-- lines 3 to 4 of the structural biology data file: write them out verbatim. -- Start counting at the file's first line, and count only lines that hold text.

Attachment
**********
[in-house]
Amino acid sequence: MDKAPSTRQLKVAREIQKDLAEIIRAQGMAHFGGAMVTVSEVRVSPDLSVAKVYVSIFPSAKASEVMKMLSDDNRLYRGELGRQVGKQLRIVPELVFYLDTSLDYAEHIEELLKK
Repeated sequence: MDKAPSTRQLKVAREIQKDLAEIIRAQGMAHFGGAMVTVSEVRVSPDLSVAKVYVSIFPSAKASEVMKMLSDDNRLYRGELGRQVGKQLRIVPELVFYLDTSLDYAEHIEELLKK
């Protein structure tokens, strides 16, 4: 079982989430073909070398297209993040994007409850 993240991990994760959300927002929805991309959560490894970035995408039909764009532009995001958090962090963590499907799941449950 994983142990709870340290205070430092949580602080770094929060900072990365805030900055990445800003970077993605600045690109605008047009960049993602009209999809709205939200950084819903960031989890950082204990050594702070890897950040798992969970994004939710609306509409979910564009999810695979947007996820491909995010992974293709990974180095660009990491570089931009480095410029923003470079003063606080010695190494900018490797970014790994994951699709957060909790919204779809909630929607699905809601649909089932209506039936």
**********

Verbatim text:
Repeated sequence: MDKAPSTRQLKVAREIQKDLAEIIRAQGMAHFGGAMVTVSEVRVSPDLSVAKVYVSIFPSAKASEVMKMLSDDNRLYRGELGRQVGKQLRIVPELVFYLDTSLDYAEHIEELLKK
């Protein structure tokens, strides 16, 4: 079982989430073909070398297209993040994007409850 993240991990994760959300927002929805991309959560490894970035995408039909764009532009995001958090962090963590499907799941449950 994983142990709870340290205070430092949580602080770094929060900072990365805030900055990445800003970077993605600045690109605008047009960049993602009209999809709205939200950084819903960031989890950082204990050594702070890897950040798992969970994004939710609306509409979910564009999810695979947007996820491909995010992974293709990974180095660009990491570089931009480095410029923003470079003063606080010695190494900018490797970014790994994951699709957060909790919204779809909630929607699905809601649909089932209506039936």